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STEM Equity Pipeline Partnership Model

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  1. STEM Equity Pipeline Partnership Model Identifying Root Causes and Effective Strategies to Increase Student Outcomes in STEM Claudia Morrell National Alliance for Partnerships in Equity

  2. Nontraditional Fields Occupations or fields of work, including careers in computer science, technology, and other current and emerging high skill occupations, for which individuals from one gender comprise less than 25 percent of the individuals employed in each such occupation or field of work. National Alliance for Partnerships in Equity

  3. Why We Care. • Labor market demand is comparatively strong • STEM fields offer great jobs! • Women and men shape technology to meet their needs. • Global Competitiveness

  4. STEP 2 Identify Root Causes STEP 1 Document Performance Results STEP 5 Implement Solutions STEP 3 Choose Best Solutions STEP 4 Create an Evaluation Plan The Five Step Program Improvement Process

  5. Why Search for Root Causes? • Keep from fixating on the “silver bullet” strategy • Identify the conditions or factors that cause or permit a performance gap to occur • Direct cause (i.e. instructional practice) • Indirect cause (i.e. teacher training)

  6. How to Identify Root Causes • Search for the most direct and highest impact causes • Employ a systematic evidence-based process • Formulate and test theories or hypotheses • Draw on current research and evaluation • Use multiple methods and data sources • Likely to find multiple causes

  7. Identify Potential Causes • Review Research Literature • Review Program/Institutional Evaluations and Effectiveness Reviews • Conduct Focus Groups • Peer Benchmarking • Interviews & Surveys • Brainstorm

  8. NAPE Resources • Survey Instruments • How to Conduct Interviews • How to Conduct Focus Groups www.stemequitypipeline.org

  9. Review Research Summary “Nontraditional Career Preparation: Root Causes and Strategies” Authors: Lynn Reha, ICSPS; Mimi Lufkin, NAPE; Laurie Harrison, Foothill Associates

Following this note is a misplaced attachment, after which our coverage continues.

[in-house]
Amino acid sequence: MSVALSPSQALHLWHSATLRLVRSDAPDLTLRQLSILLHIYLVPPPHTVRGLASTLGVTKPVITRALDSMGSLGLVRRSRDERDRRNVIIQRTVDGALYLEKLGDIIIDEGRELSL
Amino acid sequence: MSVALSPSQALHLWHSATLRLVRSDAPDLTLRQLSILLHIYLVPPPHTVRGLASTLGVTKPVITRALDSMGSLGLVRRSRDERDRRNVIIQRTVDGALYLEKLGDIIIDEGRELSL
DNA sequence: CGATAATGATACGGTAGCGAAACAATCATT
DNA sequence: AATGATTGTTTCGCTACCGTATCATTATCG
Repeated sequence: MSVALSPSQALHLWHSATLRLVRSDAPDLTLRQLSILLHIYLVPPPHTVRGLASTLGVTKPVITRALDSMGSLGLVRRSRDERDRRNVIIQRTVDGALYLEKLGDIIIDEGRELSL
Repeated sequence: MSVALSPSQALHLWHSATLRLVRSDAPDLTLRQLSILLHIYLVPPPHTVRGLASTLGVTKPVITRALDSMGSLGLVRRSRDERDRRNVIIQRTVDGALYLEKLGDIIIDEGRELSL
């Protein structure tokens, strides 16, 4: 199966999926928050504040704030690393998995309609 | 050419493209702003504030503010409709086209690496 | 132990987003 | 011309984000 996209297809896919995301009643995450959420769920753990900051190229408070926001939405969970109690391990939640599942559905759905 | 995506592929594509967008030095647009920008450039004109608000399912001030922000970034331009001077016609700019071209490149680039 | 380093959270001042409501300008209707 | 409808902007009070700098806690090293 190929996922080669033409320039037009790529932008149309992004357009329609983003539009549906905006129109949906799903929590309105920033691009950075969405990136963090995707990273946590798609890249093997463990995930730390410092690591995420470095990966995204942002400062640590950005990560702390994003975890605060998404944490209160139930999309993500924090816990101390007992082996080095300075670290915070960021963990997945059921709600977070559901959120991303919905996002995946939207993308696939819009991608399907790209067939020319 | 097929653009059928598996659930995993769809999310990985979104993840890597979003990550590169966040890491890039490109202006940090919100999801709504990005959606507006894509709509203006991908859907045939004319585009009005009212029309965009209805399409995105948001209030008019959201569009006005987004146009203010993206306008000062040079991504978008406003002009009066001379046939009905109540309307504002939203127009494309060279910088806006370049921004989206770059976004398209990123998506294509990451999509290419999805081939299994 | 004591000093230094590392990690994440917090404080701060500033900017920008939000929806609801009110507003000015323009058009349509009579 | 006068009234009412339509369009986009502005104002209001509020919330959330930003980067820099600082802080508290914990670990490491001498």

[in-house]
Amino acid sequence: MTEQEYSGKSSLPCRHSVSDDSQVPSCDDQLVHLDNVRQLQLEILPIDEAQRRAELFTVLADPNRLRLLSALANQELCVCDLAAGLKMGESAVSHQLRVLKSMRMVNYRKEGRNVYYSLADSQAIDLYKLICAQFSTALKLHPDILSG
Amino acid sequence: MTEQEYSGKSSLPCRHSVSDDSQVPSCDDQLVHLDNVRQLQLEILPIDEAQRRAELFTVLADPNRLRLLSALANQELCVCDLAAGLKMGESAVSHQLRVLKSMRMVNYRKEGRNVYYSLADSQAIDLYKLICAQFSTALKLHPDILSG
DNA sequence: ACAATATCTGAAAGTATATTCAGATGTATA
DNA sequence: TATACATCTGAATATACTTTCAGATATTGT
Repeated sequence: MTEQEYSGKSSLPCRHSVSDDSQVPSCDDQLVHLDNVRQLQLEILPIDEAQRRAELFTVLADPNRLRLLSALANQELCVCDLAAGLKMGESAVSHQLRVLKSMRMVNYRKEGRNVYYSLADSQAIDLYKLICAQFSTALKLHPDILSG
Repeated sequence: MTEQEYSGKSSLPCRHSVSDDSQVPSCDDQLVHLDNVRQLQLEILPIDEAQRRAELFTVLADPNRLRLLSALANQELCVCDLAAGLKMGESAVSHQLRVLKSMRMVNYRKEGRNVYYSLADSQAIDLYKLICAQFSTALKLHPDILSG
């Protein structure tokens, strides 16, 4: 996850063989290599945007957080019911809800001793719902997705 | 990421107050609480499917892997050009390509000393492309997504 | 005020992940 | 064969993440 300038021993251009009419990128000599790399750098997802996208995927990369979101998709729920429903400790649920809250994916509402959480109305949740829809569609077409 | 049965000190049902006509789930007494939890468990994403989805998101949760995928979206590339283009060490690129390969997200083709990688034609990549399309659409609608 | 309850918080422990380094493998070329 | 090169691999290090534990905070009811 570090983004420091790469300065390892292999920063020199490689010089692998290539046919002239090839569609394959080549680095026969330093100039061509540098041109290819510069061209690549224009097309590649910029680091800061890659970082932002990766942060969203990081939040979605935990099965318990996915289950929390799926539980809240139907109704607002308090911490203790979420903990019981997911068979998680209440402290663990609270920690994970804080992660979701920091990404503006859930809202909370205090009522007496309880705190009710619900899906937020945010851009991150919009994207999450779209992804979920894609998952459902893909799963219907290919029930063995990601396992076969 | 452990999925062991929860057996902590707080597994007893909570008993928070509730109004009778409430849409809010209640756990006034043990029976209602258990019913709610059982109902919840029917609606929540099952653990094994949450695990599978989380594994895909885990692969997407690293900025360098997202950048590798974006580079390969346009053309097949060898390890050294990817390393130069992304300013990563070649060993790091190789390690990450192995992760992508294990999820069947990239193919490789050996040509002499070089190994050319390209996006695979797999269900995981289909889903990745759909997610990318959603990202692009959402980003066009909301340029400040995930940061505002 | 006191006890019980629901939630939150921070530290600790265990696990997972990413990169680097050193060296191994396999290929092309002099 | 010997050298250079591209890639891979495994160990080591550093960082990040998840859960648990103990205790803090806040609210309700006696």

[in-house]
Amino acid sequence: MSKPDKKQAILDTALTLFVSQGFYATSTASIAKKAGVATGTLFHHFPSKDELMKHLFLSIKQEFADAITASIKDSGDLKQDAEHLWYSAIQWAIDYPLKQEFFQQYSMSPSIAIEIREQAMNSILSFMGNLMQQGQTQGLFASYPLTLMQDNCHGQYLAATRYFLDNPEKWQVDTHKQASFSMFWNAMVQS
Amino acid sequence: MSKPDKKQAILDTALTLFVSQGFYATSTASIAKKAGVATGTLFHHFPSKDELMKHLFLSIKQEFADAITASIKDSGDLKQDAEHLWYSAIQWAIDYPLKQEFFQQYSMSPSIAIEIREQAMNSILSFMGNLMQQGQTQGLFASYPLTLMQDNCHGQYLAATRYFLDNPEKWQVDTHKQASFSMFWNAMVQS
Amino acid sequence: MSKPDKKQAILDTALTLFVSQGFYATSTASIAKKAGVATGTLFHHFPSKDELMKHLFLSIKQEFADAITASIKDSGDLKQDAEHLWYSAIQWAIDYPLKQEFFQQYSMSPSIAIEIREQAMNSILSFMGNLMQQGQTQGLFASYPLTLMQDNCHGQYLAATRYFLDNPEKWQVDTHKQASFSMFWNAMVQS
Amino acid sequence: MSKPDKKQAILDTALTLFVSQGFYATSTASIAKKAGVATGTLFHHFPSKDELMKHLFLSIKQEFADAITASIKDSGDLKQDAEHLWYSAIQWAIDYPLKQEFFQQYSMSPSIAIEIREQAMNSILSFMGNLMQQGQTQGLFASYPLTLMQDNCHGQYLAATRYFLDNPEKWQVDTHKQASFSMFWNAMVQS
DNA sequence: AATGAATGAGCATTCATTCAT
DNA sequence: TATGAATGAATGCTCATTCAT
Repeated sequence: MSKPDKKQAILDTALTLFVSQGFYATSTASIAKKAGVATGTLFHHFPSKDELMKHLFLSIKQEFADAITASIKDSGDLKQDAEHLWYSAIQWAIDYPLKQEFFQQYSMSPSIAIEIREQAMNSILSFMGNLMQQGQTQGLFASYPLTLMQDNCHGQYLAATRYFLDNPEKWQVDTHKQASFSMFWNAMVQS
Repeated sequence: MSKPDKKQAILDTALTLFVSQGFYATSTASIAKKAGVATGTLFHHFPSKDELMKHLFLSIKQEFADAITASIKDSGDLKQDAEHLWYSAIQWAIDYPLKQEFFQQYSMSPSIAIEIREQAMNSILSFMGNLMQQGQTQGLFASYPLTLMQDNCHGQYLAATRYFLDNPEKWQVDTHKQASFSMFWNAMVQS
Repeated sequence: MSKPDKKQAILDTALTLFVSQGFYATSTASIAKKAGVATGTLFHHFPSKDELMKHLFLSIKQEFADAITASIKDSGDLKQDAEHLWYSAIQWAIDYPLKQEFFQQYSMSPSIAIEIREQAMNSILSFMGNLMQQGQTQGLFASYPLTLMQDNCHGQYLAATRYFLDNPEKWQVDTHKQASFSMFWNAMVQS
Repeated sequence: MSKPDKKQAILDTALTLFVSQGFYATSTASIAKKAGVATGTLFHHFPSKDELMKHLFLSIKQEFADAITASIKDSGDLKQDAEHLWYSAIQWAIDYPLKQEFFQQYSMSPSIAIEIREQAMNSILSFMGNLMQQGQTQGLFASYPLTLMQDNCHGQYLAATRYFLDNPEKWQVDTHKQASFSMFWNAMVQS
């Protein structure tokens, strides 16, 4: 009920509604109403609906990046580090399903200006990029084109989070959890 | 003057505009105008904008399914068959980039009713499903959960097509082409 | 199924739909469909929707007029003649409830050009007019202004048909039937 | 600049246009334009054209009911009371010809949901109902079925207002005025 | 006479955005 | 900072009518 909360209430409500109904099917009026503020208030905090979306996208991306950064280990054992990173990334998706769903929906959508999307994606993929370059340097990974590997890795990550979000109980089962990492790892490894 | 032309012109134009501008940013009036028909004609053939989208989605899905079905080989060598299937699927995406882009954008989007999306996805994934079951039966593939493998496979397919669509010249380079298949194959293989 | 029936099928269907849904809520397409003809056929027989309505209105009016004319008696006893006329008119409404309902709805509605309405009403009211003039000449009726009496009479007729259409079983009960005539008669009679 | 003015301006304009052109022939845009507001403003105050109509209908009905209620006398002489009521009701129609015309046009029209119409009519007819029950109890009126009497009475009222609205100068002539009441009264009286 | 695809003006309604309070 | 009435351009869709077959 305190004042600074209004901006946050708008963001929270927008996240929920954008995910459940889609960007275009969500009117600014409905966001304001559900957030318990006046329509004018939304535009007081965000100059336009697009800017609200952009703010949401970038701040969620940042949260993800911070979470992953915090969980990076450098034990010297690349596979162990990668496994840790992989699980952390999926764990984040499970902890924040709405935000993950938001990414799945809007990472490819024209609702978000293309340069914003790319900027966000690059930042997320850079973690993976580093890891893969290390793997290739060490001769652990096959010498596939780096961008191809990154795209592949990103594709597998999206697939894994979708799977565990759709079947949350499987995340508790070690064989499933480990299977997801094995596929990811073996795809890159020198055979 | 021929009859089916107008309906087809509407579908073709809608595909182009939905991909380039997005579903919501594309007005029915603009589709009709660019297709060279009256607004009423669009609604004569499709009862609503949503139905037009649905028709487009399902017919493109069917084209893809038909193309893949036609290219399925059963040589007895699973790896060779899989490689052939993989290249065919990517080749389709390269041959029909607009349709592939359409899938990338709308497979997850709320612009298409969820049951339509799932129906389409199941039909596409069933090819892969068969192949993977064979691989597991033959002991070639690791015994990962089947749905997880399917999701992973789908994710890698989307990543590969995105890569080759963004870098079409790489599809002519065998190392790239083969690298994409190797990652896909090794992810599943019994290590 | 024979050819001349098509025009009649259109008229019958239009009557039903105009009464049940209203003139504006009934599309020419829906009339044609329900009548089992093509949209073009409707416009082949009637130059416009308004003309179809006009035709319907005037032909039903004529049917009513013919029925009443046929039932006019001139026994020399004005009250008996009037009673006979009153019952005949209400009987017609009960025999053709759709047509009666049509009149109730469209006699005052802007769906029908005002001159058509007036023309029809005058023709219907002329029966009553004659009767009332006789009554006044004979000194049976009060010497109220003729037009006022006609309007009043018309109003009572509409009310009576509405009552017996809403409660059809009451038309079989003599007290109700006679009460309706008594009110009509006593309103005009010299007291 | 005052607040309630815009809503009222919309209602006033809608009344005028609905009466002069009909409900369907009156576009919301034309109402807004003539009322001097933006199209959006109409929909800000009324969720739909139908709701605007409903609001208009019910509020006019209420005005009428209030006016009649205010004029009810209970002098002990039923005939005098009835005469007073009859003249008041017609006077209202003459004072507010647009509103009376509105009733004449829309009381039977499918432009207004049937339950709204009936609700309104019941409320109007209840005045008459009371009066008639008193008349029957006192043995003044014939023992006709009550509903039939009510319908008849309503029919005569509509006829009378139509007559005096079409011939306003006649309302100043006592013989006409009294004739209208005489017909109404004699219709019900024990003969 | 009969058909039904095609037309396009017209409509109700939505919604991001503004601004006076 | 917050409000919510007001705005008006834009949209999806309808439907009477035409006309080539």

10. Academic Proficiency • Very predictive for women • Not as predictive for men • Societal stereotypes about women’s lack of ability in math and science negatively affect performance – stereotype threat • Women may have poorly developed spatial and visualization skills

  11. Spatial and Visualization Activity

  12. Access to and Participation in STEM • Shrinking gender gap in performance on national assessments in math and science between boys and girls • Still significant gaps when looking at gender AND race/ethnicity or socio-economic status • Girls not translating their academic success in STEM to careers in STEM

  13. Curriculum Materials • Invisibility • Stereotyping • Imbalance/Selectivity • Unreality • Fragmentation/Isolation • Linguistic Bias • Cosmetic Bias • Relevance

  14. Instructional Strategies • Instruction begins first at home • Questioning level and wait time • Student/teacher interaction and feedback • Classroom management • Cooperative learning design • Expectations and assessment

  15. Classroom Climate • Fair treatment • Sexual harassment not tolerated or ignored • Supportive learning environment • Classroom location on campus • Physical environment • Subtle “micro”messages

  16. Student Isolation • Cohort of underrepresented students in a program are more likely to complete than a single individual • Individuals more likely to • Have trouble integrating effectively in to social structure • Suffer decreased performance • Drop out

  17. Early Exposure • Most students pursuing a nontraditional career have had a friend or family member influence them • Spark an interest that would otherwise not be evident • Informal experiences supported by formal experiences • The earlier the better

  18. School Climate • Nontraditional faculty and staff • Acceptable behavior in hallways, cafeteria, school events, busses, etc. • Administration and staff support and encouragement • Extracurricular activities • Clubs, After School Program • Competitions • Summer Camp

  19. Support Services • Tutoring • Child care • Transportation • Financial Aid • Books, Equipment, Tools, Clothing • Tuition • Modification of Curriculum, Equipment • Student/Teacher Aides • More

  20. Career Guidance Materials and Practices • More than just brochures and posters • Get beyond the images • Beware of subtle messages • Use of interest inventories • For men, interest precedes self-confidence, but for women self-confidence precedes interest • Lack of understanding of careers • Wage earnings information

  21. Techno Bag Exercise

  22. Occupational Perception • Job Satisfaction • Career Family Balance • Wage Potential • Career Purpose

  23. Family Characteristics and Engagement • Parents are the #1 influence of student college major and career choice • Negative messages from people with emotional influence difficult to overcome • Family role models • Lower socioeconomic males more likely to chose nontraditional careers • Upper socioeconomic females more likely to chose nontraditional careers